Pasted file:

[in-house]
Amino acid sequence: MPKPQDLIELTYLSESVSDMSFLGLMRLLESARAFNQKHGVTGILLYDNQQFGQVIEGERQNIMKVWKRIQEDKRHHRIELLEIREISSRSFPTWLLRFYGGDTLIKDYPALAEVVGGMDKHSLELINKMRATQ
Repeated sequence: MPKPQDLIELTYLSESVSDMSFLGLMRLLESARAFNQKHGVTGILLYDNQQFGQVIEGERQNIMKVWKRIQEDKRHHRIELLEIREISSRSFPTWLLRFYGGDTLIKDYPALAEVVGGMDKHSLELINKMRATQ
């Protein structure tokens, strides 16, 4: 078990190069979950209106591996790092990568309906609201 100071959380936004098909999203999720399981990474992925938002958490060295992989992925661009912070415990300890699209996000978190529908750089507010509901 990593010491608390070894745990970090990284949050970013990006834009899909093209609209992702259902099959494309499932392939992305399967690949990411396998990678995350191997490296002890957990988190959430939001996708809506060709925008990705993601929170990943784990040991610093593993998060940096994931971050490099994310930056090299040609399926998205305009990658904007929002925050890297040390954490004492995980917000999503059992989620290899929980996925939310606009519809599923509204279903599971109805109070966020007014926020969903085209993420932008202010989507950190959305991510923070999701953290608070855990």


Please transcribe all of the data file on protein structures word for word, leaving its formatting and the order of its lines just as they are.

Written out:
[in-house]
Amino acid sequence: MPKPQDLIELTYLSESVSDMSFLGLMRLLESARAFNQKHGVTGILLYDNQQFGQVIEGERQNIMKVWKRIQEDKRHHRIELLEIREISSRSFPTWLLRFYGGDTLIKDYPALAEVVGGMDKHSLELINKMRATQ
Repeated sequence: MPKPQDLIELTYLSESVSDMSFLGLMRLLESARAFNQKHGVTGILLYDNQQFGQVIEGERQNIMKVWKRIQEDKRHHRIELLEIREISSRSFPTWLLRFYGGDTLIKDYPALAEVVGGMDKHSLELINKMRATQ
């Protein structure tokens, strides 16, 4: 078990190069979950209106591996790092990568309906609201 100071959380936004098909999203999720399981990474992925938002958490060295992989992925661009912070415990300890699209996000978190529908750089507010509901 990593010491608390070894745990970090990284949050970013990006834009899909093209609209992702259902099959494309499932392939992305399967690949990411396998990678995350191997490296002890957990988190959430939001996708809506060709925008990705993601929170990943784990040991610093593993998060940096994931971050490099994310930056090299040609399926998205305009990658904007929002925050890297040390954490004492995980917000999503059992989620290899929980996925939310606009519809599923509204279903599971109805109070966020007014926020969903085209993420932008202010989507950190959305991510923070999701953290608070855990």